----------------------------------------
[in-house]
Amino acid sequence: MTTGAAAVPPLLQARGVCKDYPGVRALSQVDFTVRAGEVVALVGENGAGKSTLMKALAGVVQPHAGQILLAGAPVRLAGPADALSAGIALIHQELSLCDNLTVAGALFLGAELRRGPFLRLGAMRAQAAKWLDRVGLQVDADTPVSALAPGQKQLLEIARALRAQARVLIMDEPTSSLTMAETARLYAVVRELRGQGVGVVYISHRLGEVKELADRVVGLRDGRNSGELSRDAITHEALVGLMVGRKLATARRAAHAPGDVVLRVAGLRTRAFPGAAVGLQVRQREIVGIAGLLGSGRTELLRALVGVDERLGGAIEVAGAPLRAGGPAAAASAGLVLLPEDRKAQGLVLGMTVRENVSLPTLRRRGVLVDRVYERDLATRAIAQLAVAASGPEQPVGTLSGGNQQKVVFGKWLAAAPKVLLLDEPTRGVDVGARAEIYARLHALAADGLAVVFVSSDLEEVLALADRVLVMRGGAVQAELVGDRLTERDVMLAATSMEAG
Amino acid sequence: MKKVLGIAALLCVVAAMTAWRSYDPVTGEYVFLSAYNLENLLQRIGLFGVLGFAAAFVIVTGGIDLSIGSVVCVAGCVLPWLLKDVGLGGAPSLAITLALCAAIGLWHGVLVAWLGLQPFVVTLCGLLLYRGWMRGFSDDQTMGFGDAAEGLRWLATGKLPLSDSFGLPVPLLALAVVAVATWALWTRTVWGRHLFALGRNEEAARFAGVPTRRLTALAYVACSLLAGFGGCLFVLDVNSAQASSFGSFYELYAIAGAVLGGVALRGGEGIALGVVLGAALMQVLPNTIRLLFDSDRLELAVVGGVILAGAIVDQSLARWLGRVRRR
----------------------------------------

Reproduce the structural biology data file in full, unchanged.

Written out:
[in-house]
Amino acid sequence: MTTGAAAVPPLLQARGVCKDYPGVRALSQVDFTVRAGEVVALVGENGAGKSTLMKALAGVVQPHAGQILLAGAPVRLAGPADALSAGIALIHQELSLCDNLTVAGALFLGAELRRGPFLRLGAMRAQAAKWLDRVGLQVDADTPVSALAPGQKQLLEIARALRAQARVLIMDEPTSSLTMAETARLYAVVRELRGQGVGVVYISHRLGEVKELADRVVGLRDGRNSGELSRDAITHEALVGLMVGRKLATARRAAHAPGDVVLRVAGLRTRAFPGAAVGLQVRQREIVGIAGLLGSGRTELLRALVGVDERLGGAIEVAGAPLRAGGPAAAASAGLVLLPEDRKAQGLVLGMTVRENVSLPTLRRRGVLVDRVYERDLATRAIAQLAVAASGPEQPVGTLSGGNQQKVVFGKWLAAAPKVLLLDEPTRGVDVGARAEIYARLHALAADGLAVVFVSSDLEEVLALADRVLVMRGGAVQAELVGDRLTERDVMLAATSMEAG
Amino acid sequence: MKKVLGIAALLCVVAAMTAWRSYDPVTGEYVFLSAYNLENLLQRIGLFGVLGFAAAFVIVTGGIDLSIGSVVCVAGCVLPWLLKDVGLGGAPSLAITLALCAAIGLWHGVLVAWLGLQPFVVTLCGLLLYRGWMRGFSDDQTMGFGDAAEGLRWLATGKLPLSDSFGLPVPLLALAVVAVATWALWTRTVWGRHLFALGRNEEAARFAGVPTRRLTALAYVACSLLAGFGGCLFVLDVNSAQASSFGSFYELYAIAGAVLGGVALRGGEGIALGVVLGAALMQVLPNTIRLLFDSDRLELAVVGGVILAGAIVDQSLARWLGRVRRR